113: Balance

(Tea time.)

Yesterday I mentioned that I love to cook but don’t like to bake.  There are far too many rules in baking whereas cooking allows me to unleash my creativity, adding a pinch of this, a dash of that, and a handful of something else.  When I was homebrewing, I made my beers the same way.  There are, of course, some rules that must be followed.  And some tastes that don’t mix well.  In cooking there is a balance between the rules and creativity or individuality.

There is also balance in my home and kitchen.  M likes to bake so we balance each other out in that regard.  He makes fantastic breads.  He even learned how to make gluten-free breads when I went gluten-free.  Sourdough gluten-free breads.  It doesn’t get much better than that, let me tell you.  (Note:  I am no longer living the gluten-free lifestyle, but I still don’t include many wheat products in my diet anymore.  I feel better that way.)

Yesterday M made the fig bars you see in the above photo.  I thought they might make a good subject for my food photography experiments.  The photo needs a spot of color, I think.  Or something.  I dunno.  It doesn’t look quite… finished.

Something to ponder

I was reading an article about skiing in the December issue of Yoga Journal last night.  (I’m a little behind in my magazine reading.)  In a section about cross-country skiing, the author wrote:

Balance is not something you achieve and hold on to.  It’s more ephemeral; it’s a string of temporary successes, held momentarily, lost, and then discovered again.  Skiing gives you a fleeting experience of balance with each shift of weight and each glide.  But it’s not permanent.  When you lose it, you just have to have faith that you’ll come back to it.

~ Carmel Wroth, “Cold Play,” Yoga Journal, December 2010

I like it.  I like that it can be applied to life as well as skiing.  The yoga poses included with these words of wisdom are a bonus.  I’m going to give them a try.

Today’s Outdoor Adventures

We’re approaching the time of year when it feels like winter is weighing heavily upon us.  Mid-January.  Then the dreaded February comes along, the longest short month of the season.

(Weighing down the wood pile.)

Although I mean heavy in a figurative sense, there are some literal meanings as well.  Getting dressed to go outside takes time and effort.  You have to put on a couple of pounds of layers and boots.  Hats.  Gloves.  Even so, the cold manages to find any vulnerable spots and slip inside the poundage of layers.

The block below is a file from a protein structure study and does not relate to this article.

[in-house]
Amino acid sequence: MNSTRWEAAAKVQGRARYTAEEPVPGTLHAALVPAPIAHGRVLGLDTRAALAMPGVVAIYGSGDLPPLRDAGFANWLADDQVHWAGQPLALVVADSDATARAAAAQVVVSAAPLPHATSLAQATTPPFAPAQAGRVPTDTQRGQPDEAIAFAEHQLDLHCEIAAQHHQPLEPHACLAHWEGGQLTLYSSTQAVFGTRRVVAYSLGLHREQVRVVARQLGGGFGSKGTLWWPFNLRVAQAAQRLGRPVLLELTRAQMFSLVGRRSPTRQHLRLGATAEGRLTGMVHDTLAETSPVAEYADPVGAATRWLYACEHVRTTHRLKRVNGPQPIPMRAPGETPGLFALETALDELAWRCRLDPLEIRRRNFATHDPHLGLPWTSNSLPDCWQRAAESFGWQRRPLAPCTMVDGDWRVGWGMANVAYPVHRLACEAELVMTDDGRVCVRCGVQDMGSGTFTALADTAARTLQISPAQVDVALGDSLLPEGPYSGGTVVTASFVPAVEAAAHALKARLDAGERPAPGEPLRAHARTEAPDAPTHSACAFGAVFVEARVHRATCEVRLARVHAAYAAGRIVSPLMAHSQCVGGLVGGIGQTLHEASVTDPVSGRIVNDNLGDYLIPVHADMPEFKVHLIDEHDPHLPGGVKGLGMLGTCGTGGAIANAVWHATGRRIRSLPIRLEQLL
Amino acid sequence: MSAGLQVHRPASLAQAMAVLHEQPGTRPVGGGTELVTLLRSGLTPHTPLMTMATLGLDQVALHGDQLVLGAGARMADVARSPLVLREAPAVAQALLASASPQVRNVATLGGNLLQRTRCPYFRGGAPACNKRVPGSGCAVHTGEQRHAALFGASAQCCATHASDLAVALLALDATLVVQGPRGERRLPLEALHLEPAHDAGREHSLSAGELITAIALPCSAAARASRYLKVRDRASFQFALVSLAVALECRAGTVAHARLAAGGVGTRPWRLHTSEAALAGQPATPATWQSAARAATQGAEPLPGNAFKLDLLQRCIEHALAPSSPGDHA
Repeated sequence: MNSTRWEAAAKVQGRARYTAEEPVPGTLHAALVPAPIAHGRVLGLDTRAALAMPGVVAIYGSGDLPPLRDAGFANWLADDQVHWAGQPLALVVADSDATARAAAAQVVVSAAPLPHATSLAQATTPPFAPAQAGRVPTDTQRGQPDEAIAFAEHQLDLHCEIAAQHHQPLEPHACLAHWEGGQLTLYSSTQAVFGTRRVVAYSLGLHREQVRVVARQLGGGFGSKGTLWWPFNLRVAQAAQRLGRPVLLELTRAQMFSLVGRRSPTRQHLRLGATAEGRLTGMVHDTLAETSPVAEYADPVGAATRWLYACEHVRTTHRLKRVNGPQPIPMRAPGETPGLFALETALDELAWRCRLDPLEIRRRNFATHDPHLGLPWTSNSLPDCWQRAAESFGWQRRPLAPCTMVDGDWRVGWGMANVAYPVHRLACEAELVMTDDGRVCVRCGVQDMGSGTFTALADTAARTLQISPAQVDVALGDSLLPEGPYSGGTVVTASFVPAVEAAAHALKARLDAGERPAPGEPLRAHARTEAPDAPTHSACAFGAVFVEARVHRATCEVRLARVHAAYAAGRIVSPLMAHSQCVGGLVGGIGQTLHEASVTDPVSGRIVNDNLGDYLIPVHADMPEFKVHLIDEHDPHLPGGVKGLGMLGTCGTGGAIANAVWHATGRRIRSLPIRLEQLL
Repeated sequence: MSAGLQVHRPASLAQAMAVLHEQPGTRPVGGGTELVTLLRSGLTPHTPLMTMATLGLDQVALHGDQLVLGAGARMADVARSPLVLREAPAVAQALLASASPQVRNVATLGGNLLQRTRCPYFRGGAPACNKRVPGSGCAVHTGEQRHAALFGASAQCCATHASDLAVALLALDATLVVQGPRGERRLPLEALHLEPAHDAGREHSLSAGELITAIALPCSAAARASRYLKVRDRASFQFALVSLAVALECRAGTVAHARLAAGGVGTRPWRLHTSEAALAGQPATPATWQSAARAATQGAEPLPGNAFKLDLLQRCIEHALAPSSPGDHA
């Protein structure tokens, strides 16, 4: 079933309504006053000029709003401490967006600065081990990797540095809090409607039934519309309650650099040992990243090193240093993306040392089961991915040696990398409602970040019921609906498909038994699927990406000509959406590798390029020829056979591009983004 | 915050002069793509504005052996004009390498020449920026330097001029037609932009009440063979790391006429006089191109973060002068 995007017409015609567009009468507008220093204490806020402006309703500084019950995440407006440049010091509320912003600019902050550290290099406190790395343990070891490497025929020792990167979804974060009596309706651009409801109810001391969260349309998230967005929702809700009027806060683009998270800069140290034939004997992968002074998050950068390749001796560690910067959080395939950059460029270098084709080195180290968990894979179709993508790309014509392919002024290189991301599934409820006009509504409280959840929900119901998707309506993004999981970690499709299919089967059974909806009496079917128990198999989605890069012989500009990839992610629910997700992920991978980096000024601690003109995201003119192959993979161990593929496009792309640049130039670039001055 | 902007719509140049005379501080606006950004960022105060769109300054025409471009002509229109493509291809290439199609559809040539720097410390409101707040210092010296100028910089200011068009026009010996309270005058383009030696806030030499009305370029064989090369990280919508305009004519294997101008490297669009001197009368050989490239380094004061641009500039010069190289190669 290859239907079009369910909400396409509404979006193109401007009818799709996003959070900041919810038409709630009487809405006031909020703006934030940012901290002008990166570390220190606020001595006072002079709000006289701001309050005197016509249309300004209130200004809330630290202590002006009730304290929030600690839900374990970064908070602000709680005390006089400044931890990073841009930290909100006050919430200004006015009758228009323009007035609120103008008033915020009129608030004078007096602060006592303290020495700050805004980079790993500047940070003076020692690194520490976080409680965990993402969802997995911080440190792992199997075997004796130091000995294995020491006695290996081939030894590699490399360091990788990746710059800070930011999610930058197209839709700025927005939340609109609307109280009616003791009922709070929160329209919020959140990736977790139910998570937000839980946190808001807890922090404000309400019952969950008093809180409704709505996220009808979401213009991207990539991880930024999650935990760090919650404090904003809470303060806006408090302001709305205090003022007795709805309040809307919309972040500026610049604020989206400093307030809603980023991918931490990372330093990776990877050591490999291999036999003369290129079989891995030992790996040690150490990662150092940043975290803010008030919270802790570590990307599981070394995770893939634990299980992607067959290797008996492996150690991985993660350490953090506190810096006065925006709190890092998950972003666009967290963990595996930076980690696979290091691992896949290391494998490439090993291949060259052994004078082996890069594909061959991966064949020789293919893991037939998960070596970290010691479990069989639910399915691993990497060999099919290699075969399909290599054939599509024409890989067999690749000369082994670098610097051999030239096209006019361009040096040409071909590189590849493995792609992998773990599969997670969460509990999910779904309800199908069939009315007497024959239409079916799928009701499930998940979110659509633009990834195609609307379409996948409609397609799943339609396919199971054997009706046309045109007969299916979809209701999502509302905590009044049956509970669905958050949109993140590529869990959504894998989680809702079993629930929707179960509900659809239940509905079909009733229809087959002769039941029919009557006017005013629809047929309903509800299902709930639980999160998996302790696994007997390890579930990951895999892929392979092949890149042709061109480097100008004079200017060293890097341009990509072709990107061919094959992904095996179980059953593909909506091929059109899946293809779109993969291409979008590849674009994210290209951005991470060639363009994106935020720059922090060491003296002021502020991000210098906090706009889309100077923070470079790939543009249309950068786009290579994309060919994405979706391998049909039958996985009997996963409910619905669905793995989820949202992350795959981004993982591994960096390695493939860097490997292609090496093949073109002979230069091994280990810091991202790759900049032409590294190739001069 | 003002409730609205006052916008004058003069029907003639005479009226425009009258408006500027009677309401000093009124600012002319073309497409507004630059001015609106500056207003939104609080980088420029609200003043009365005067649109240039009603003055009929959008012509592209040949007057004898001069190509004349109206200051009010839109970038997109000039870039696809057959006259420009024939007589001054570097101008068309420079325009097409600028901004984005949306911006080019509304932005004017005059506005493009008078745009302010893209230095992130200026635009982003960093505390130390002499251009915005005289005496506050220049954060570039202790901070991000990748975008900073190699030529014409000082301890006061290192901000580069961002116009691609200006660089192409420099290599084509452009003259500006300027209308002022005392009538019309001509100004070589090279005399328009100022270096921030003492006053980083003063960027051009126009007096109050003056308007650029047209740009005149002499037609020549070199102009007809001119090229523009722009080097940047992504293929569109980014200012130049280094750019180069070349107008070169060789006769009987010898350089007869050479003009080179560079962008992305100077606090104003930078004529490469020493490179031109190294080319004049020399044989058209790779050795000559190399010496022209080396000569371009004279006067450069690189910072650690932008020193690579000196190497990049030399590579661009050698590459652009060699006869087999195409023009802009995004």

(Buried in layers of snow.)

Walking is more difficult.  The snow seems to weigh you down as you trudge through the drifts that are almost waist high.  It’s a relief to find the spots where the wind has thinned the snow layer.

(Animal tracks across the pond.)

Today has been mostly gray.  The flurries continue but with little accumulation.  It’s in the 20’s and windy.  I did not want to step outside.

(Today’s view of the pond.)

The original plan was to wait until late afternoon and go skiing.  Then I decided I better not wait.  I knew waiting would result in me not going at all.  So I put on all those layers.  The boots.  The hat.  The gloves.  And I stepped out into the gray and cold and blustery winds.

I didn’t intend to go far.  Just far enough and for just long enough to meet my commitment.  It was strangely quiet.  Although there was food in the feeders, there were no birds at them.  I topped off the food in the feeders and then found myself walking down the hill towards the pond.  I would go to the bottom of the hill.  No further.

I got to the bottom and my feet wanted to keep going so I continued on until I found myself standing by the creek in the woods, thinking how dull and gloomy the day was and wondering where the birds had gotten to.  Perhaps they were feeling the weight of winter too, and had decided to stay inside.

And then…

The sun came out and lit up the creek, the ice, and the snow.  Birds were chattering and cheeping and tweeting in the trees.  In a split second, the world had changed.

(The top of the creek is beginning to freeze over.)

Of course we all know the world didn’t change.  My perspective changed.  It changed enough that I was able to enjoy the rest of my walk on this wintry day.

(My tracks, heading home.)

The clouds came back and hid the sun again.  The grays grew deeper and darker.  On my way back to the house, I found this: